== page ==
Even without the presence of these provisions in the Act, the Constitution of the Association usually contain provisions, which sanction these conducts, ascribing civil and sometimes criminal liability to erring trustees and which may result in the removal or replacement of the trustee. The codification of this position only reinforces its statutory teeth.
It is also necessary to mention that the regulation of incorporated associations and churches by government agencies is not peculiar to only Nigeria. The Charities (Protection and Social Investment) Act 2016 of the UK Sections 3 and 4 among others provides for the removal and replacement of a trustee upon satisfaction that such trustee is responsible for misconduct or mismanagement.
Finally, the CAMA 2020 by Section 839 (2) provides that the removal of a trustee requires a court order. This is a second layer of protection by way of judicial review aimed at preventing perceived highhandedness, witch-hunting or abuse by officials of the CAC.
A trustee aggrieved by the decision of the CAC may make a representation in Court before the Order for removal or replacement is made. This is certainly an improvement on the UK position in which the Charity Commission can remove and replace a trustee without recourse to any further authority.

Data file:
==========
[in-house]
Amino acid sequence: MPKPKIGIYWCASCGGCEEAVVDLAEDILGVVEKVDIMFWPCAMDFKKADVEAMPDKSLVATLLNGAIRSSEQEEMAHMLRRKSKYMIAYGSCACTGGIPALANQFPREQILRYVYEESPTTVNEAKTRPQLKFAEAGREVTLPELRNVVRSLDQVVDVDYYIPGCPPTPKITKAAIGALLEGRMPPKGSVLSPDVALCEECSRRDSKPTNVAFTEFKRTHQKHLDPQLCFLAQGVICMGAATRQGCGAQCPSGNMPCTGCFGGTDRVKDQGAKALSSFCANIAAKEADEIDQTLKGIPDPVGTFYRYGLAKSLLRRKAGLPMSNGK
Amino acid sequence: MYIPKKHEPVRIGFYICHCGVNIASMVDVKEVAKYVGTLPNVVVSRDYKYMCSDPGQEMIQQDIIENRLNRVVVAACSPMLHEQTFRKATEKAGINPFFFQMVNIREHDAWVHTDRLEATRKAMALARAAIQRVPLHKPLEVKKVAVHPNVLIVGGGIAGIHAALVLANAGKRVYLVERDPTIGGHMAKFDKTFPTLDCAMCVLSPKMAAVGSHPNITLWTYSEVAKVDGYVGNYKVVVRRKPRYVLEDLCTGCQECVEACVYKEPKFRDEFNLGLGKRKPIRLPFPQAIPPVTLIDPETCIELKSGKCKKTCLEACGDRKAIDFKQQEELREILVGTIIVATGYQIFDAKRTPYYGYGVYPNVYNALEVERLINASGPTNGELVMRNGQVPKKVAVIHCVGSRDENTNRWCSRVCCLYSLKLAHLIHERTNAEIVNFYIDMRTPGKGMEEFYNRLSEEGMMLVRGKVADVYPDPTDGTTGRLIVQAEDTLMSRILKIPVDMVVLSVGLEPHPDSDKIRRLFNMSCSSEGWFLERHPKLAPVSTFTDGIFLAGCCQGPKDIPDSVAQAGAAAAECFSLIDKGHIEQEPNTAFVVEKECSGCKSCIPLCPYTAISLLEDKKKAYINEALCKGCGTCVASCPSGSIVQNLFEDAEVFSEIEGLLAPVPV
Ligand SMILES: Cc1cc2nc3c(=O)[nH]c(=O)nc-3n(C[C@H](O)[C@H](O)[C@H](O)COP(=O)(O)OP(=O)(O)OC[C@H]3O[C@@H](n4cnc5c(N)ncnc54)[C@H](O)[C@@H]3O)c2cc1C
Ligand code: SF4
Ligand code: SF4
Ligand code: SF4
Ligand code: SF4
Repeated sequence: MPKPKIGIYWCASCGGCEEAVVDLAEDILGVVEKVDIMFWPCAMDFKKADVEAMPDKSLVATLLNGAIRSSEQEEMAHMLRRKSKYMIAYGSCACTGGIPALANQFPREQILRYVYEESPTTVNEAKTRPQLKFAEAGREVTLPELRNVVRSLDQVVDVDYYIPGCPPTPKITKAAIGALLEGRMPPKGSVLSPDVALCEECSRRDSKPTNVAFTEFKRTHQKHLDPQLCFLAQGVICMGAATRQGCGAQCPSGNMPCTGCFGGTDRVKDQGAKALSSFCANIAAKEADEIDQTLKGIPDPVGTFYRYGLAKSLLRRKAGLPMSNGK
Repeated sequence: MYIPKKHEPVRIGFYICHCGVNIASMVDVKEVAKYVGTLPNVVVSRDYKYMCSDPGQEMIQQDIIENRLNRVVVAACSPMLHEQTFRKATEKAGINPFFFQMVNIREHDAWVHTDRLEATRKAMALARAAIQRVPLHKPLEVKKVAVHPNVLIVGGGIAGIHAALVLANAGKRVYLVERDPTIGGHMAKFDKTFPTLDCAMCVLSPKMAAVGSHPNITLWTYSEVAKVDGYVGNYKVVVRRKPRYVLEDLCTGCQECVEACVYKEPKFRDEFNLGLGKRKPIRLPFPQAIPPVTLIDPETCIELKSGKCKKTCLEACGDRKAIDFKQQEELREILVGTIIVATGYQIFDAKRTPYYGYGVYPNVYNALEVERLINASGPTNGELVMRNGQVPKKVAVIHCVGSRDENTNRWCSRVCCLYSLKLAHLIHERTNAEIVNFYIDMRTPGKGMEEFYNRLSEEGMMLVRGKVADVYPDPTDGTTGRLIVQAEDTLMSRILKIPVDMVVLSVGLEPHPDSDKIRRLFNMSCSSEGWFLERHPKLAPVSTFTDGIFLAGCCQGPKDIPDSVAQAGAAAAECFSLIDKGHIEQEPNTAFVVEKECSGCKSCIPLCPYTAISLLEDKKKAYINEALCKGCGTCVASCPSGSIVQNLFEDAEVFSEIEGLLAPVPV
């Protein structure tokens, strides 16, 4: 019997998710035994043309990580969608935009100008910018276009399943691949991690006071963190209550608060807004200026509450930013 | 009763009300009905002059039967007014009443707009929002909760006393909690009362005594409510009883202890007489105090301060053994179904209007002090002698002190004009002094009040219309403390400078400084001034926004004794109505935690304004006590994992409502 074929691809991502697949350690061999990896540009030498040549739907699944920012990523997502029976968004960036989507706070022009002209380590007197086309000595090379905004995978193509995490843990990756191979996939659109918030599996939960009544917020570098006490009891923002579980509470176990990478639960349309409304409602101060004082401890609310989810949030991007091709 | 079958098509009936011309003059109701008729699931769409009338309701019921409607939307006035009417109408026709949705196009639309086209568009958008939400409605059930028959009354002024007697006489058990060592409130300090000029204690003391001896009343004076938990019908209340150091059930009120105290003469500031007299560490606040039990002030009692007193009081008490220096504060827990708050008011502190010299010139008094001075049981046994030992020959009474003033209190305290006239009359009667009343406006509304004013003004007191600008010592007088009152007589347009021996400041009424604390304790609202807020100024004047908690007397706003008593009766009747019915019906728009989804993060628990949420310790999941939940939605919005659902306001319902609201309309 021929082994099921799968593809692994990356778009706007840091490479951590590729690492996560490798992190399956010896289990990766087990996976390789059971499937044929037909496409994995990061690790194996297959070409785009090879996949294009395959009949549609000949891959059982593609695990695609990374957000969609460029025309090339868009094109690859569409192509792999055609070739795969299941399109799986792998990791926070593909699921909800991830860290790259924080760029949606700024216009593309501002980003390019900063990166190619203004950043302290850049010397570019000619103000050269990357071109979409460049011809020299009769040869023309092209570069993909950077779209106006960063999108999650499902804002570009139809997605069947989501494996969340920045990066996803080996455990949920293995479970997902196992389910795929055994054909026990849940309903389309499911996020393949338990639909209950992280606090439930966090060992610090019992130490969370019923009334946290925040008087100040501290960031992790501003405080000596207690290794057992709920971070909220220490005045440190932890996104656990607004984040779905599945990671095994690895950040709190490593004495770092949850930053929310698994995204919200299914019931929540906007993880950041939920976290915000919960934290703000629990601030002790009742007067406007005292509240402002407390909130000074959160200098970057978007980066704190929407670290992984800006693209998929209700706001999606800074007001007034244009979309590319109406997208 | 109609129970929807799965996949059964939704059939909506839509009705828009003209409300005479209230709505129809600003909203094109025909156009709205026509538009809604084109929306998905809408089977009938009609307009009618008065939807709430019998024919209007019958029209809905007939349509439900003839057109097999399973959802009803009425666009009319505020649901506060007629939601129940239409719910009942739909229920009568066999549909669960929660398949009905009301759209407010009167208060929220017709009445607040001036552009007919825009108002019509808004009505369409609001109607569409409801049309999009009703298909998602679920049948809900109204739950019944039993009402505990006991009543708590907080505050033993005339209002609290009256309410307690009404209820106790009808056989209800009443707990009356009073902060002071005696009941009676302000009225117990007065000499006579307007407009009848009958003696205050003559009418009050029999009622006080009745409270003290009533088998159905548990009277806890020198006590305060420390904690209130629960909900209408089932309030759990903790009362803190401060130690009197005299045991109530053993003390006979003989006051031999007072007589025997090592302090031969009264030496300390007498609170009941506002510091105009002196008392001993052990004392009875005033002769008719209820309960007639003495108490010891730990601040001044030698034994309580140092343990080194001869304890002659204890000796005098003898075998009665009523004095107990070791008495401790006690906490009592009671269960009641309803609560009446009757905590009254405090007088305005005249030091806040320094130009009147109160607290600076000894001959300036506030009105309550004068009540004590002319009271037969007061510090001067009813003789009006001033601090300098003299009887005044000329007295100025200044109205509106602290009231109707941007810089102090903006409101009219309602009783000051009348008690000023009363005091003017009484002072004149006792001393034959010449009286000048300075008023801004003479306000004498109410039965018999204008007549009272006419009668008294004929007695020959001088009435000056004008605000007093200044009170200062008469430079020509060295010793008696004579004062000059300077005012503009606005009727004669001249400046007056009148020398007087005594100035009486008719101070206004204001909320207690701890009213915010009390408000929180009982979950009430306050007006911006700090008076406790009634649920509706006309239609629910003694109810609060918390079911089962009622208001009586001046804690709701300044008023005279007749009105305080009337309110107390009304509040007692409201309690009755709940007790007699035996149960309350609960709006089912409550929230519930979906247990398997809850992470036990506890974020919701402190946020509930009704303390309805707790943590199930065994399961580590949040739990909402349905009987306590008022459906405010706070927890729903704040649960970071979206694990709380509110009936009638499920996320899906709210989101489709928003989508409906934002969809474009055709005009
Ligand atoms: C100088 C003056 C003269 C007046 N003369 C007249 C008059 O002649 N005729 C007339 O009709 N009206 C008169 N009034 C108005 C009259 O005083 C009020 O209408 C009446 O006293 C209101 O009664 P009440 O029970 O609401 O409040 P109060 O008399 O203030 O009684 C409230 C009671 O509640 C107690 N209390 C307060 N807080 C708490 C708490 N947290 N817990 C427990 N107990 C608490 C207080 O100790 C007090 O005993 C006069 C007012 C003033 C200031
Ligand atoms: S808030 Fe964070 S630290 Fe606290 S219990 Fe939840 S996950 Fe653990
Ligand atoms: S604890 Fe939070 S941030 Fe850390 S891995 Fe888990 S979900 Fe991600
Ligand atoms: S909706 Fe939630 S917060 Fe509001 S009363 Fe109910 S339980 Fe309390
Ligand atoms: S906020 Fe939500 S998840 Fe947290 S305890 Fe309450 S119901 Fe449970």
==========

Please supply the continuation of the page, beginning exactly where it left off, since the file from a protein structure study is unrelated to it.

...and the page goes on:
While I sympathise with the apprehensions of the aggrieved churches owing to the peculiarities of our system, I do not agree that a law which seeks to sanction fraudulent and incompetent trustees is anything to be afraid of.
This law simply says ‘we won’t condone misconduct simply because you are not for profit’. If anything, it reinforces the trust of the members of the Association in the ability of the trustees to stay on the track of the objectives of the association.
Nevertheless, CAC, in carrying out this function ought to ensure that the process of investigation accords with the principles of natural justice, transparency and fair play to ensure that innocent trustees are not unjustly removed if the objectives of the Act is to be achieved.
*Bright Ogbonna Esq. is the Director of Volunteers, SIFA Human Rights Office.